REST API - why use PUT DELETE POST GET?

04/05/2020 01:00:02

So, I was looking through some articles on creating REST API's. And some of them suggest using all types of HTTP requests: like PUT DELETE POST GET. We would create for example index.php and write API this way:

$method = $_SERVER['REQUEST_METHOD'];
$request = split("/", substr(@$_SERVER['PATH_INFO'], 1));

switch ($method) {
  case 'PUT':
    ....some put action.... 
    break;
  case 'POST':
    ....some post action.... 
    break;
  case 'GET':
    ....some get action.... 
    break;
  case 'DELETE':
    ....some delete action.... 
    break;
}

OK, granted - I don't know much about web services (yet). But, wouldn't it be easier to just accept JSON object through regular POST or GET (that would contain method name and all parameters) and then respond in JSON as well. We can easily serialize/deserialize via PHP's json_encode() and json_decode() and do whatever we want with that data without having to deal with different HTTP request methods.

Am I missing something?

UPDATE 1:

Ok - after digging through various API's and learning a lot about XML-RPC, JSON-RPC, SOAP, REST I came to a conclusion that this type of API is sound. Actually stack exchange is pretty much using this approach on their sites and I do think that these people know what they are doing Stack Exchange API.

Verified Answer (200 Votes)

01/01/2011 12:07:15

The idea of REpresentational State Transfer is not about accessing data in the simplest way possible.

You suggested using post requests to access JSON, which is a perfectly valid way to access/manipulate data.

REST is a methodology for meaningful access of data. When you see a request in REST, it should immediately be apparant what is happening with the data.

For example:

GET: /cars/make/chevrolet

is likely going to return a list of chevy cars. A good REST api might even incorporate some output options in the querystring like ?output=json or ?output=html which would allow the accessor to decide what format the information should be encoded in.

After a bit of thinking about how to reasonably incorporate data typing into a REST API, I've concluded that the best way to specify the type of data explicitly would be via the already existing file extension such as .js, .json, .html, or .xml. A missing file extension would default to whatever format is default (such as JSON); a file extension that's not supported could return a 501 Not Implemented status code.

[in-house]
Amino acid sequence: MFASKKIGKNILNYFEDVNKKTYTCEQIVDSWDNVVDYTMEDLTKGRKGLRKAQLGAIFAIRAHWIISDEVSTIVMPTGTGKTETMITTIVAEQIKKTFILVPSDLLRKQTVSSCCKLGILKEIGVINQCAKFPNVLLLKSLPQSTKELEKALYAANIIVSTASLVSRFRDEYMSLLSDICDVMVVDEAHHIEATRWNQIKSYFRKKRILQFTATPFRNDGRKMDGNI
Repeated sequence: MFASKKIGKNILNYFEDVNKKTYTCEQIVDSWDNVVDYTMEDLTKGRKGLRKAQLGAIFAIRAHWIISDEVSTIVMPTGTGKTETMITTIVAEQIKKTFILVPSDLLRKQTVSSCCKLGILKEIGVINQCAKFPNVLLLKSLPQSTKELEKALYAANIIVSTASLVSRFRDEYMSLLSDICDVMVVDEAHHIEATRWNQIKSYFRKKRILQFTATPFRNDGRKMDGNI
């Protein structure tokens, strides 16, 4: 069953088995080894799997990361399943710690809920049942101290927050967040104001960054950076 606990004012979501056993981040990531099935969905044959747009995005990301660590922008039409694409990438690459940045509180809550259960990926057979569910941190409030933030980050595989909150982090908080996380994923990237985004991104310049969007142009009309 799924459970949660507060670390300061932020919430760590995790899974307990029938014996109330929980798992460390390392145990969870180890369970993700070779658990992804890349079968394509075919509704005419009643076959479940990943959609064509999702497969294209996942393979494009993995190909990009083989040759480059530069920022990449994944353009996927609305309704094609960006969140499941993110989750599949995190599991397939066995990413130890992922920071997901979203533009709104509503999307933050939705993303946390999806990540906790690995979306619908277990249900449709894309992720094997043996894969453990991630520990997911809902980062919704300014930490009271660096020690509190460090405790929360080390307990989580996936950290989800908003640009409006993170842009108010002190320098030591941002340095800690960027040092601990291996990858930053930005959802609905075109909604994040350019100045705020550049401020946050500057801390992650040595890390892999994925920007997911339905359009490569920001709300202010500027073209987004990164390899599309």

Another example:

POST: /cars/
{ make:chevrolet, model:malibu, colors:[red, green, blue, grey] }

is likely going to create a new chevy malibu in the db with the associated colors. I say likely as the REST api does not need to be directly related to the database structure. It is just a masking interface so that the true data is protected (think of it like accessors and mutators for a database structure).

Now we need to move onto the issue of idempotence. Usually REST implements CRUD over HTTP. HTTP uses GET, PUT, POST and DELETE for the requests.

A very simplistic implementation of REST could use the following CRUD mapping:

Create -> Post
Read   -> Get
Update -> Put
Delete -> Delete

There is an issue with this implementation: Post is defined as a non-idempotent method. This means that subsequent calls of the same Post method will result in different server states. Get, Put, and Delete, are idempotent; which means that calling them multiple times should result in an identical server state.

This means that a request such as:

Delete: /cars/oldest

could actually be implemented as:

Post: /cars/oldest?action=delete

Whereas

Delete: /cars/id/123456

will result in the same server state if you call it once, or if you call it 1000 times.

A better way of handling the removal of the oldest item would be to request:

Get: /cars/oldest

and use the ID from the resulting data to make a delete request:

Delete: /cars/id/[oldest id]

An issue with this method would be if another /cars item was added between when /oldest was requested and when the delete was issued.

200

Answer #2 (39 Votes)

01/01/2011 11:05:31

This is a security and maintainability question.

safe methods

Whenever possible, you should use 'safe' (unidirectional) methods such as GET and HEAD in order to limit potential vulnerability.

idempotent methods

Whenever possible, you should use 'idempotent' methods such as GET, HEAD, PUT and DELETE, which can't have side effects and are therefore less error prone/easier to control.

Source

39

Answer #3 (26 Votes)

01/21/2012 18:42:56

In short, REST emphasizes nouns over verbs. As your API becomes more complex, you add more things, rather than more commands.

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